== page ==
dipsacus

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Related to Dipsacus fullonum: Dipsacus sylvestris, Dipsacus sativus

teasel

The most famous plant used for Lyme disease- Dipsacus sylvestris being the most effective. The root is the part used. Plant grows up to 8 ft (2.5m) and is easily recognized by their prickly egg-shaped balls on top of long prickly stems with wrinkly opposite leaves that have prickles on the underside along the middle. Upper leaves grow together forming water-catching cup around stem.The oval prickly heads have sharp, pointy fingers sticking out from underneath, and one or two bands of pinkish purple flowers growing around in rings. used for muscle/joint pain and inflammation, arthritis, diuretic, detox, diarrhea, improves appetite, liver, gallbladder, jaundice, warts, stomach, cancer. Leaf tea used for acne.
Edible Plant Guide © 2012 Markus Rothkranz
References in periodicals archive ?
opulus Well-Established DWF, MHF Herb Layer Alliaria petiolata Targeted DWF Cirsium arvense Well-Established EM, DWF Conium maculatum Well-Established MHF Coronilla varies Well-Established EM Daucus carota Well-Established EM, DSS, DWF Dipsacus fullonum L.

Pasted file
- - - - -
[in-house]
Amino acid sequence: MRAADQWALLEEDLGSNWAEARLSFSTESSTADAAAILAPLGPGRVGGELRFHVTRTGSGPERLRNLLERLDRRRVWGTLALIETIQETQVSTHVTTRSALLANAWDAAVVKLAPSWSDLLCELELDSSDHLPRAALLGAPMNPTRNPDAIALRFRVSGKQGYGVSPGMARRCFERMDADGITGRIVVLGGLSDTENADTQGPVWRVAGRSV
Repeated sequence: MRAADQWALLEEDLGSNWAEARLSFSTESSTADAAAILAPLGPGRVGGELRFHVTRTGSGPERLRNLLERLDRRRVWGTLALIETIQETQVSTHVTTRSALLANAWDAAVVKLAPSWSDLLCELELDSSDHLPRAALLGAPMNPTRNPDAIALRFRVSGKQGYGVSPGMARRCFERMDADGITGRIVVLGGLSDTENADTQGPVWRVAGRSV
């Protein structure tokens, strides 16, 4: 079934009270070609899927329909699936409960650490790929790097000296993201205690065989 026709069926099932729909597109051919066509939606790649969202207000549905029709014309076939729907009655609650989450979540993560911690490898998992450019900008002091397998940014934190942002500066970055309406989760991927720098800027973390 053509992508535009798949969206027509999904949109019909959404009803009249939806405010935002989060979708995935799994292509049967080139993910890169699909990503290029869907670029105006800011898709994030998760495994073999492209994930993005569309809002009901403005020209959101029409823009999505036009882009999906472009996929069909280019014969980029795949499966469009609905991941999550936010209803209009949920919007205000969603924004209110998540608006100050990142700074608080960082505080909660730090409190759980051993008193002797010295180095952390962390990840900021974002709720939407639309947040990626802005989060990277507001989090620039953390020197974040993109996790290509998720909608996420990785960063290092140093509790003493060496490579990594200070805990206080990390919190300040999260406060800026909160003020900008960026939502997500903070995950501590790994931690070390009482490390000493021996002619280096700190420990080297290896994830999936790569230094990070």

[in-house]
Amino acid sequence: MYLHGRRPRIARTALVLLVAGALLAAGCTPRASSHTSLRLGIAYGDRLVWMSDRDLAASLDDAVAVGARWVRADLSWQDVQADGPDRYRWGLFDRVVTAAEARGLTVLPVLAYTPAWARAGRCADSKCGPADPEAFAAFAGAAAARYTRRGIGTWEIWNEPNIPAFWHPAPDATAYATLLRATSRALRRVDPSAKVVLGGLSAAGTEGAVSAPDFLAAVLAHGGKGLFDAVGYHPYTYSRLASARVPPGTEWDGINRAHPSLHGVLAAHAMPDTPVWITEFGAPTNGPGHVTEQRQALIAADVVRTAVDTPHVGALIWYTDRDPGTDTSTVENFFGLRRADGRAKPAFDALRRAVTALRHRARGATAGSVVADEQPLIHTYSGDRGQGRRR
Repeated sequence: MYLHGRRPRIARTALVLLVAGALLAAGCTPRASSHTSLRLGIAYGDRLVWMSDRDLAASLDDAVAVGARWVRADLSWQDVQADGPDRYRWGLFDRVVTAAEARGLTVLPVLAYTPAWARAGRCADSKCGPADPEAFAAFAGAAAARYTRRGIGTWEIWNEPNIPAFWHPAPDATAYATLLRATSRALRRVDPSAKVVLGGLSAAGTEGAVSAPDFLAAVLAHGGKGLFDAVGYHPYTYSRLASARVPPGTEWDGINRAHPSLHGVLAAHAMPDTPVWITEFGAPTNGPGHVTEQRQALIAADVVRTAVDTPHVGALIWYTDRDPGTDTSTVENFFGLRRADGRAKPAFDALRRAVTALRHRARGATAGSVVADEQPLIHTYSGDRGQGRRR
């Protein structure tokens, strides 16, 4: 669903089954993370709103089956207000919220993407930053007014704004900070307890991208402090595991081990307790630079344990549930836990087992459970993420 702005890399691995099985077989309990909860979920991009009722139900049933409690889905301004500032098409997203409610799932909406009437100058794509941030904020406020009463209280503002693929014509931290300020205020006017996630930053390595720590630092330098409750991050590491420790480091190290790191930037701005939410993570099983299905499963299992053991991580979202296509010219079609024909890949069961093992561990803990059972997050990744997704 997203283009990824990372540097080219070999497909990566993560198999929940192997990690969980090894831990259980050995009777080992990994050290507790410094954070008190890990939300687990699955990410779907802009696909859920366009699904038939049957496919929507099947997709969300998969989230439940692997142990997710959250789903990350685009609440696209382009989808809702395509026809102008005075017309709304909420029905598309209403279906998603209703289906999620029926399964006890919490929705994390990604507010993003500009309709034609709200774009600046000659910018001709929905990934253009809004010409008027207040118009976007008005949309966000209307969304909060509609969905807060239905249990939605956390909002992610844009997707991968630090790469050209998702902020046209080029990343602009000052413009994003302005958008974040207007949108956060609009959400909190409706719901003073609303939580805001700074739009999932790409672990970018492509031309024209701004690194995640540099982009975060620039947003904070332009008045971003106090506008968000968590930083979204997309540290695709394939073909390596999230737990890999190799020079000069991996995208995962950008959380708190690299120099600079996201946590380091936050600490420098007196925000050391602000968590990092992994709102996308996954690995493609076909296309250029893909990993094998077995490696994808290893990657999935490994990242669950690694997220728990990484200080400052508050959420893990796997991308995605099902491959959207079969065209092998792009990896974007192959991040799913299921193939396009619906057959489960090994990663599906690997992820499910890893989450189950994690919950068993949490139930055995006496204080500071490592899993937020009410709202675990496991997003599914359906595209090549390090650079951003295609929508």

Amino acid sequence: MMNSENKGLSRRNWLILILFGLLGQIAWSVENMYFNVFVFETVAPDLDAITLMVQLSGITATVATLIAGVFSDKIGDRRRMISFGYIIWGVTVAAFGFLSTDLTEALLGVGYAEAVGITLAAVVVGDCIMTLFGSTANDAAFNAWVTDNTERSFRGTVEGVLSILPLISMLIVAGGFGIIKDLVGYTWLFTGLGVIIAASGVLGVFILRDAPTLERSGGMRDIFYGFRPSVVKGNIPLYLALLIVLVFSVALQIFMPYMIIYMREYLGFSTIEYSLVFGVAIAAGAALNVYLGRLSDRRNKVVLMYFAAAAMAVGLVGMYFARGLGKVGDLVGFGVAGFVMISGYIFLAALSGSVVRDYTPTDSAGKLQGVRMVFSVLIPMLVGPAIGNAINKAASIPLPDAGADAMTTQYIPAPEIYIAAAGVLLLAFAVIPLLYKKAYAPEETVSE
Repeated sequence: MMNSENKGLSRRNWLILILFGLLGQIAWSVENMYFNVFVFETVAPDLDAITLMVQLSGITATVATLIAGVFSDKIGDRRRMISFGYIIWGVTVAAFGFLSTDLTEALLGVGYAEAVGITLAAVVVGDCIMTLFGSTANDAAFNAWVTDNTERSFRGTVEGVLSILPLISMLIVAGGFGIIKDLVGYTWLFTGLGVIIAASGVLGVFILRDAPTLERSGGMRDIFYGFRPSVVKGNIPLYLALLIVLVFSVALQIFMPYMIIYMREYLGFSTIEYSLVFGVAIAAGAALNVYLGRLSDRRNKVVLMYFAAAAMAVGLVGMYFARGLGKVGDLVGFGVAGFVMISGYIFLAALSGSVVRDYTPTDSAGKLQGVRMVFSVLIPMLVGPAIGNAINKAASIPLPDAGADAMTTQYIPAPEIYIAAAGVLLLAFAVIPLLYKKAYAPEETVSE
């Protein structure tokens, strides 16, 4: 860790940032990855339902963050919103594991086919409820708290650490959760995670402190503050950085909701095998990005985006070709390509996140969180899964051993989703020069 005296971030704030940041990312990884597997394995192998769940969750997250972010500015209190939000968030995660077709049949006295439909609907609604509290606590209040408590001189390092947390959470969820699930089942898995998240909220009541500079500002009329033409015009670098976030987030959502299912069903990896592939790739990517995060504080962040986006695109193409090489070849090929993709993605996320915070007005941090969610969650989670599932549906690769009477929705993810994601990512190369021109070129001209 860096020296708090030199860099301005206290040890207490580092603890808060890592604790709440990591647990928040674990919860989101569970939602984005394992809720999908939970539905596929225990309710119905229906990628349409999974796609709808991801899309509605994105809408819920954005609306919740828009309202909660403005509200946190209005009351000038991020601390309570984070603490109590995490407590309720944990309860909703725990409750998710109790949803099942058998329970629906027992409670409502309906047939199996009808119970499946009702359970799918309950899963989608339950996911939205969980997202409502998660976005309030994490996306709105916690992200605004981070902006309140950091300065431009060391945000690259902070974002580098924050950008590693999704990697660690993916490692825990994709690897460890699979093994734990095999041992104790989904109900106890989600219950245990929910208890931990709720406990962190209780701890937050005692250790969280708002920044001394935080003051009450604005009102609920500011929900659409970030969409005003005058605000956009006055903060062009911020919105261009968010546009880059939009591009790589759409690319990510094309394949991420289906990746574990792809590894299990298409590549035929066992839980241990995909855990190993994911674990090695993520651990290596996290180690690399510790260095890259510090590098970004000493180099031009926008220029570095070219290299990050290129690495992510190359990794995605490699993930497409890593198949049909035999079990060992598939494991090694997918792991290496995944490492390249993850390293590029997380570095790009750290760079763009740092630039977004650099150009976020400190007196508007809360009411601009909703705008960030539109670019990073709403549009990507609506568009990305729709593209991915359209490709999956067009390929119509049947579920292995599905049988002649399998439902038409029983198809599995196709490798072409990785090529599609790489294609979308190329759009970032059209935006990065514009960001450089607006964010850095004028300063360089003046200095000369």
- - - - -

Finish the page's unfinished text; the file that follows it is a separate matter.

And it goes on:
Teasels (Dipsacus fullonum) are favourites with finches, as are sunflowers, giant thistles, and many other plants that retain their seeds long into winter.
DIPSACUS FULLONUM L.--RS; Rare but locally abundant; C = 0; BSUH 19295.
Best of the Bunch Teasels WITH Huddersfield's remarkable history in the textile industry, the common or Fuller's teasel (Dipsacus fullonum) would seem to have been an excellent plant to have as an emblem, alongside the rams on the town's Coat of Arms.
vulgaris, Dipsacus fullonum, Epilobium hirsutum, Heracleum sphondylium s.l., Juncus inflexus, Lapsana communis subsp.
The few herbs that are common to abundant and widespread include Dipsacus fullonum, Geum laciniatum var.
Locally, the teasel, Dipsacus fullonum, is of course historically connected with the textile industry, although these days it has more value in providing food for finches than teasing out wool.